A new edition, with an interesting introduction by Catherine Brown, was published in 2010 so the book is readily available but it seems unlikely that anyone will copy Julie Powell's idea of cooking and blogging her way through Julia Child's book on French cooking.

The second recipe in 'The Scots Kitchen' is Meg Dodd's Powsowdie or Sheep's Head Broth and begins:-

"Choose a large, fat, young head. When carefully singed by the blacksmith, soak it and the singed trotters for a night, if you please, in lukewarm water. Take out the glassy part of the eyes, scrape the head and trotters, and brush till perfectly clean and white; then split the head with a cleaver."

A note after the recipe tells the reader how to singe the head at home and remarks that the decay of the smiddy (blacksmith's forge) has sadly reduced the popularity of this excellent soup.

In the section on baking, Marian MacNeill remembers collecting her first recipe, for Broonie.

"This was the first recipe I ever collected - at the age of five or six. One of my small companions at the island school I first attended gave me a slice of the 'broonie' which she sometimes brought as her midday 'piece'. I begged to know what was 'intill't' and the little lass replied, 'A peerie grain o' flo'or, a peerie grain o' mayle (oatmeal), a peerie grain o' butter, a peerie grain o' shuggar, a peerie grain o' trekkle, and so forth. Years later, I managed to work out the proportions.

[Orcadians now use 'peedie' for small and 'peerie' is regarded as the Shetland version but, according to my grandmother, 'peerie' was once commonly used here. 'Grain' is still quite commonly used for a small amount of something, which can just as easily be liquid as solid: "Wid ye like a grain more milk in yer tea."]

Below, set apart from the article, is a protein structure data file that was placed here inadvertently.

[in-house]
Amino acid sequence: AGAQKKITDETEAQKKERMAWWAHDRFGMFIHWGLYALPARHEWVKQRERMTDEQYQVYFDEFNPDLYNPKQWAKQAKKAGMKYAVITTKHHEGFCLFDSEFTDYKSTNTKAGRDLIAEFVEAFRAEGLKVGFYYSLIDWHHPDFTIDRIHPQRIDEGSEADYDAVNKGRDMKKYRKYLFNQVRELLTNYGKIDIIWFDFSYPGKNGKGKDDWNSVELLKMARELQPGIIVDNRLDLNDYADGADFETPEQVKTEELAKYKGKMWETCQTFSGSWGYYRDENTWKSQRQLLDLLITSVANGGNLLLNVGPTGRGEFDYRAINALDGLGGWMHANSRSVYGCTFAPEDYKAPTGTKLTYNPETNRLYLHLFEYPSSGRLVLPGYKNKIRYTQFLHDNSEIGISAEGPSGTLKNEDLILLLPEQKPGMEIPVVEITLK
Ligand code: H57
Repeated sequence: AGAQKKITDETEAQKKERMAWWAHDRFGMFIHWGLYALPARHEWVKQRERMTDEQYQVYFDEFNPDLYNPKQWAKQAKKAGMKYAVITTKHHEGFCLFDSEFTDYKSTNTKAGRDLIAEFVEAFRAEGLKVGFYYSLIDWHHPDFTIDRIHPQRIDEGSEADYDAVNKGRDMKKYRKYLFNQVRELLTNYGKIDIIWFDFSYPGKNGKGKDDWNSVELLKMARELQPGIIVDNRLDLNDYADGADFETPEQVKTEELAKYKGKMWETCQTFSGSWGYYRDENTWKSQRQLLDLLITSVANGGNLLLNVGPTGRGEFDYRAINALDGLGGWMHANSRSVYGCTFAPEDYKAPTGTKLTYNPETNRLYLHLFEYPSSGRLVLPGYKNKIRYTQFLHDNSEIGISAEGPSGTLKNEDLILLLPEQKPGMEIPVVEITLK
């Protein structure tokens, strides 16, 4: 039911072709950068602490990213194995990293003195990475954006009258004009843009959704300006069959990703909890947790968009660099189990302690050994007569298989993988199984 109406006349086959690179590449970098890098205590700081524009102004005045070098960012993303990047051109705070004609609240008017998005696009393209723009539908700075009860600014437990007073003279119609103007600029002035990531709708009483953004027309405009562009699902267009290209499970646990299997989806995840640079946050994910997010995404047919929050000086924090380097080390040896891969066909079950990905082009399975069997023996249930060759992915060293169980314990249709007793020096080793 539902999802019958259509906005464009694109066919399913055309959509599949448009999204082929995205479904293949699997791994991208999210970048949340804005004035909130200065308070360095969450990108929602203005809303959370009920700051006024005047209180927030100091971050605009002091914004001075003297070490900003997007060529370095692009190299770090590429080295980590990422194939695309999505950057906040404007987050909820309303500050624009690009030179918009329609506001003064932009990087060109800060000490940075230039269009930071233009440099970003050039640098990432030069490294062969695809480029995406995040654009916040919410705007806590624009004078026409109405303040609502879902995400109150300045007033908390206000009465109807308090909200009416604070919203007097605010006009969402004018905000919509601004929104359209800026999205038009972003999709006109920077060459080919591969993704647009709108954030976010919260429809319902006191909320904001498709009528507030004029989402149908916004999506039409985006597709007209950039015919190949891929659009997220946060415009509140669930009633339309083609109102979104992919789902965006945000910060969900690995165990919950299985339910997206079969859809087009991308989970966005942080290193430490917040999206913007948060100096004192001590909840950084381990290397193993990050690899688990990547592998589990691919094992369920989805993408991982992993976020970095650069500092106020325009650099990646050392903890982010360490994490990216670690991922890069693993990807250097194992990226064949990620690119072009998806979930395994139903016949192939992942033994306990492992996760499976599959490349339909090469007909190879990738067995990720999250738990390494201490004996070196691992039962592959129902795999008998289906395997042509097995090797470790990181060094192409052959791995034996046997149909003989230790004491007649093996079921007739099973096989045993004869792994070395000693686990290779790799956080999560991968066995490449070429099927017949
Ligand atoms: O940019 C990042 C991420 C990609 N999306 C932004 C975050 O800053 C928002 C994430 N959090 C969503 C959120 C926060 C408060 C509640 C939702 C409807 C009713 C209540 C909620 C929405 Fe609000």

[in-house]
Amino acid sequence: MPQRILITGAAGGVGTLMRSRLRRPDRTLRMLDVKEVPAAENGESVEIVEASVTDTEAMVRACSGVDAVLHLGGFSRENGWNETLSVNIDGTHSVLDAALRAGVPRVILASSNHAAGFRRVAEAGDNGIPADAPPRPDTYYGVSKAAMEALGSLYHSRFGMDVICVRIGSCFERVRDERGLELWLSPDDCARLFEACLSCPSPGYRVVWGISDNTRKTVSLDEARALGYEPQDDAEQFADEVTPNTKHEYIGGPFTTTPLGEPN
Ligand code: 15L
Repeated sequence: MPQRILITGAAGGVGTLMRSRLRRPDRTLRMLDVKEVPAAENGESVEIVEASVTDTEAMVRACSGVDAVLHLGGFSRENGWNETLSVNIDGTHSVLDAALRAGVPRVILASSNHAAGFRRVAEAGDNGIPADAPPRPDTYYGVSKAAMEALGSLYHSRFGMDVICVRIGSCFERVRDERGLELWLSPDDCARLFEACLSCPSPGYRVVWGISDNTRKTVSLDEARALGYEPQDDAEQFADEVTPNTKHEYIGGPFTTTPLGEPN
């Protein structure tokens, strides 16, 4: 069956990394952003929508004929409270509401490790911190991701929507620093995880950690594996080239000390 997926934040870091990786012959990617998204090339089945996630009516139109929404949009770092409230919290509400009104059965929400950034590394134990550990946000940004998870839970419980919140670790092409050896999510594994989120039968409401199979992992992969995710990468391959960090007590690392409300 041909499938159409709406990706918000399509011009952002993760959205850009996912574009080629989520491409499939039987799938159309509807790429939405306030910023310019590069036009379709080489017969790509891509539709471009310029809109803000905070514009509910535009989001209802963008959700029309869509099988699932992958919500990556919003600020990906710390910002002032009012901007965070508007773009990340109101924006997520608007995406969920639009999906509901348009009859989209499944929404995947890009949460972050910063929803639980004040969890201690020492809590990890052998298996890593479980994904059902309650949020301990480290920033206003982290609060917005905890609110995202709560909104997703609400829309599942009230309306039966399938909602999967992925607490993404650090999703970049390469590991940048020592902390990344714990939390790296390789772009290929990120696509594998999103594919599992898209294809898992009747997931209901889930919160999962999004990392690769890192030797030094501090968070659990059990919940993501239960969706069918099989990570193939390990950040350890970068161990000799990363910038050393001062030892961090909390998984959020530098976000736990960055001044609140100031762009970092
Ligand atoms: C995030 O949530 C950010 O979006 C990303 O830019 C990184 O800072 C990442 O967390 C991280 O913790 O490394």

Brooonie I always assumed to mean a brown cake until I discovered that it was one of the many Norn words that have survived in our Orkney dialect."

Broonie (Orkney Oatmeal Gingerbread)

Oatmeal, flour, brown sugar, butter, ground ginger, baking-soda, treacle, egg, buttermilk

Mix in a basin six ounces of oatmeal and six of flour. Rub in two ounces of butter. Add four ounces of sugar, a teaspoonful of ground ginger and barely three-quarters of a teaspoonful of baking-soda, free from lumps. Melt two tablespoonfuls of treacle, and add, together with a beaten egg and enough buttermilk to make the mixture sufficiently soft to drop from the spoon. Mix thoroughly. Turn into a buttered tin and bake for from one to one and a half hours in a moderate oven till well risen and firm in the centre.

Two more books on Scottish cookery followed: The Book of Breakfasts (1932) and Recommended Recipes (1948)